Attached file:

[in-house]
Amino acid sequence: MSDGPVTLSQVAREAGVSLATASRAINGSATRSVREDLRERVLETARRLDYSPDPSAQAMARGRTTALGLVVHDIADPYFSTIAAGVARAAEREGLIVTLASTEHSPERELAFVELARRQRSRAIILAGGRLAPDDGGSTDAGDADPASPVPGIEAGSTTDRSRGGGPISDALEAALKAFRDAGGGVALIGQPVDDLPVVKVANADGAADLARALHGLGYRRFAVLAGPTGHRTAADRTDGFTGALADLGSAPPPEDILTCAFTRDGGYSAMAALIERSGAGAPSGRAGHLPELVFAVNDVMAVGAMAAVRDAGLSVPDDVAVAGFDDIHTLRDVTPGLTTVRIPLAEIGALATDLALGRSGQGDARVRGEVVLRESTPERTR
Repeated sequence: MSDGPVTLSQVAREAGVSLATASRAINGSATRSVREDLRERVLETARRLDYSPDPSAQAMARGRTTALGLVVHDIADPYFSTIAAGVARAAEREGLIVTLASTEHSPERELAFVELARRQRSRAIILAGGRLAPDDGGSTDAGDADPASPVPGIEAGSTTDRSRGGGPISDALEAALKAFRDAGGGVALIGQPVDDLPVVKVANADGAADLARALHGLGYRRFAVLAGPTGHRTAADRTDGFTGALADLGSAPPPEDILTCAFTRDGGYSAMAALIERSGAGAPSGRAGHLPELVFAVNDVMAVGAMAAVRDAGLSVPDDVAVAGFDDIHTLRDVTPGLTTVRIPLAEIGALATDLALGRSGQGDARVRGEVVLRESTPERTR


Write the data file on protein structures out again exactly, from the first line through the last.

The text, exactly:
[in-house]
Amino acid sequence: MSDGPVTLSQVAREAGVSLATASRAINGSATRSVREDLRERVLETARRLDYSPDPSAQAMARGRTTALGLVVHDIADPYFSTIAAGVARAAEREGLIVTLASTEHSPERELAFVELARRQRSRAIILAGGRLAPDDGGSTDAGDADPASPVPGIEAGSTTDRSRGGGPISDALEAALKAFRDAGGGVALIGQPVDDLPVVKVANADGAADLARALHGLGYRRFAVLAGPTGHRTAADRTDGFTGALADLGSAPPPEDILTCAFTRDGGYSAMAALIERSGAGAPSGRAGHLPELVFAVNDVMAVGAMAAVRDAGLSVPDDVAVAGFDDIHTLRDVTPGLTTVRIPLAEIGALATDLALGRSGQGDARVRGEVVLRESTPERTR
Repeated sequence: MSDGPVTLSQVAREAGVSLATASRAINGSATRSVREDLRERVLETARRLDYSPDPSAQAMARGRTTALGLVVHDIADPYFSTIAAGVARAAEREGLIVTLASTEHSPERELAFVELARRQRSRAIILAGGRLAPDDGGSTDAGDADPASPVPGIEAGSTTDRSRGGGPISDALEAALKAFRDAGGGVALIGQPVDDLPVVKVANADGAADLARALHGLGYRRFAVLAGPTGHRTAADRTDGFTGALADLGSAPPPEDILTCAFTRDGGYSAMAALIERSGAGAPSGRAGHLPELVFAVNDVMAVGAMAAVRDAGLSVPDDVAVAGFDDIHTLRDVTPGLTTVRIPLAEIGALATDLALGRSGQGDARVRGEVVLRESTPERTR